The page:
Gaelic campaigners want speakers of the language protected under hate crime legislation.
Pressure group Misneachd has submitted a response to the Hate Crime and Public Order (Scotland) Bill calling for the term ‘minority language’ to be adopted to protect all linguistic minorities from language-based hate.
It says the Scottish and UK Governments should consult on having linguistic minorities seen alongside race, religion, disability, sexual orientation and transgender identity for legal protection.
The same would apply to speakers of Scots, British Sign Language and immigrant community languages, as well as indigenous minority languages of other parts of the UK such as Welsh, Irish and Cornish.
The Bill is a response to the recommendations made in Lord Bracadale’s independent review of hate crime laws.
Lord Bracadale had said some consultation responses referred to discrimination and prejudice against Gaelic speakers.
While attitudes had improved, they noted there were fairly common examples in social media and in mainstream print media of hostility to the language and its speakers.
It was suggested mockery and criticism of the Gaelic language were not taken as seriously as equivalent statements towards other protected groups would be, including about public spending decisions.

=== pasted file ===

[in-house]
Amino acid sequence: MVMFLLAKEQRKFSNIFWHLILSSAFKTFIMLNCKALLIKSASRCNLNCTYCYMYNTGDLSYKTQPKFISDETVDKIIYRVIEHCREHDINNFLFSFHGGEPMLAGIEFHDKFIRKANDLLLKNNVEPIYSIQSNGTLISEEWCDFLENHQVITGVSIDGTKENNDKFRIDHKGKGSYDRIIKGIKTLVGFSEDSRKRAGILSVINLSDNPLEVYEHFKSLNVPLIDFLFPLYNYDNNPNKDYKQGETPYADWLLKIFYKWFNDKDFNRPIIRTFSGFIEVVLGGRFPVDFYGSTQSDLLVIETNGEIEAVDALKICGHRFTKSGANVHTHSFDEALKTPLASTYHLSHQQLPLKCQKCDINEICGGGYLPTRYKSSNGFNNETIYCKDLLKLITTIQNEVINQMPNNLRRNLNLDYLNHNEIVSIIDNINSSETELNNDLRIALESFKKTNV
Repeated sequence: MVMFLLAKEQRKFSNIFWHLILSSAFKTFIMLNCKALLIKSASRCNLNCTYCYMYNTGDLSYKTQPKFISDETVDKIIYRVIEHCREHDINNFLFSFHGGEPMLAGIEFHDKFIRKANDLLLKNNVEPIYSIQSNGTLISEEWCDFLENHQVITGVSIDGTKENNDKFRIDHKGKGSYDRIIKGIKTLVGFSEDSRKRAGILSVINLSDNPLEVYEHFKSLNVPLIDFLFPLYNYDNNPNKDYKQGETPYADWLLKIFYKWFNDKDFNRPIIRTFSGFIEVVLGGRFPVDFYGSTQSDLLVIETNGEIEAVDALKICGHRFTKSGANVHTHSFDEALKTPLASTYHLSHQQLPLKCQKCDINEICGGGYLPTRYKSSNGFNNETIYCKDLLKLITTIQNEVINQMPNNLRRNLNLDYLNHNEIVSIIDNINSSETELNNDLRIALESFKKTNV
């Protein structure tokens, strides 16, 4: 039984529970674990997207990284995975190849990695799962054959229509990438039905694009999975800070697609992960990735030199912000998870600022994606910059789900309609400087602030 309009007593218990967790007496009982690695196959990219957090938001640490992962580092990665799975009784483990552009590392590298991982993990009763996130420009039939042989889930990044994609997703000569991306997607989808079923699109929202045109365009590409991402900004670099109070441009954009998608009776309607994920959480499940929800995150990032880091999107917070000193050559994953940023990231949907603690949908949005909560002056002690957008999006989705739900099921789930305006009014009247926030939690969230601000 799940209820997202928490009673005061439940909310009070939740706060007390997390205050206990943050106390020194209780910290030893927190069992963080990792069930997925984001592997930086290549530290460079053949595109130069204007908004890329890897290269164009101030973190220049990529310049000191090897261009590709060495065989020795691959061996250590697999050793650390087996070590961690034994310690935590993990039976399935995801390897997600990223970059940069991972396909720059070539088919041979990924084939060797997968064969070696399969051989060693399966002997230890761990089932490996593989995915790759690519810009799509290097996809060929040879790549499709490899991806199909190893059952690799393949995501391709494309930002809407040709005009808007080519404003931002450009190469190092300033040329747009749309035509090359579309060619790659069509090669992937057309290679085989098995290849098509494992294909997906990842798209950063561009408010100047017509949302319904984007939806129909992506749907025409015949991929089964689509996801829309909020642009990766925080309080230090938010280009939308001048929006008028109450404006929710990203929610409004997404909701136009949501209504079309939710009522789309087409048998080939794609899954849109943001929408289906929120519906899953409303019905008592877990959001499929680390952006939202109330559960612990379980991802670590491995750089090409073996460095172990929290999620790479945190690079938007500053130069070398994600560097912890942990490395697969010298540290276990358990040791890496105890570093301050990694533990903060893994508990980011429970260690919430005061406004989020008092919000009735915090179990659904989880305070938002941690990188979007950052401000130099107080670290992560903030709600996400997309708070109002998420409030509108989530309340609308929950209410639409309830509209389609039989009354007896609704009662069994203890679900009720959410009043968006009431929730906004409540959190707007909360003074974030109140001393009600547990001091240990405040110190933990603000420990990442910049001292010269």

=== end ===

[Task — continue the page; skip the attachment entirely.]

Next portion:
Lord Bracadale said the evidence put forward highlights some “deeply unpleasant behaviour” but would not generally appear to reach the threshold of criminal behaviour.
But he said there is a fairly strong argument that Gaelic speaking Gaels belong to an ‘ethnic group’ within the meaning of the current race aggravation, and where hostility towards Gaelic speakers amounted to a criminal offence, prosecution should be considered.
Misneachd spokesman Màrtainn Mac a’ Bhàillidh said: “Our proposal to make language a protected characteristic would be in line with the UK and Scotland’s international human rights commitments, and would cover Gaelic, Scots and British Sign Language as well as immigrant community languages.
“With respect to Gaelic, it would give a clearer protection than Lord Bracadale’s “fairly strong argument” that Gaelic speakers constitute an ‘ethnic group’, which is yet to be tested in court, and has been complex to prove with respect to other groups.
“It would protect all speakers of Gaelic and other minority languages, including second-language speakers, regardless of whether they consider themselves as belonging to a particular ethnic group.
“It would also send out a clear statement against widespread ignorance about language issues and multilingualism in our diverse society, and would offer protection in cases where the accused has, for example, objected aggressively to the use of the language but without referring to the race or ethnicity of the speakers.”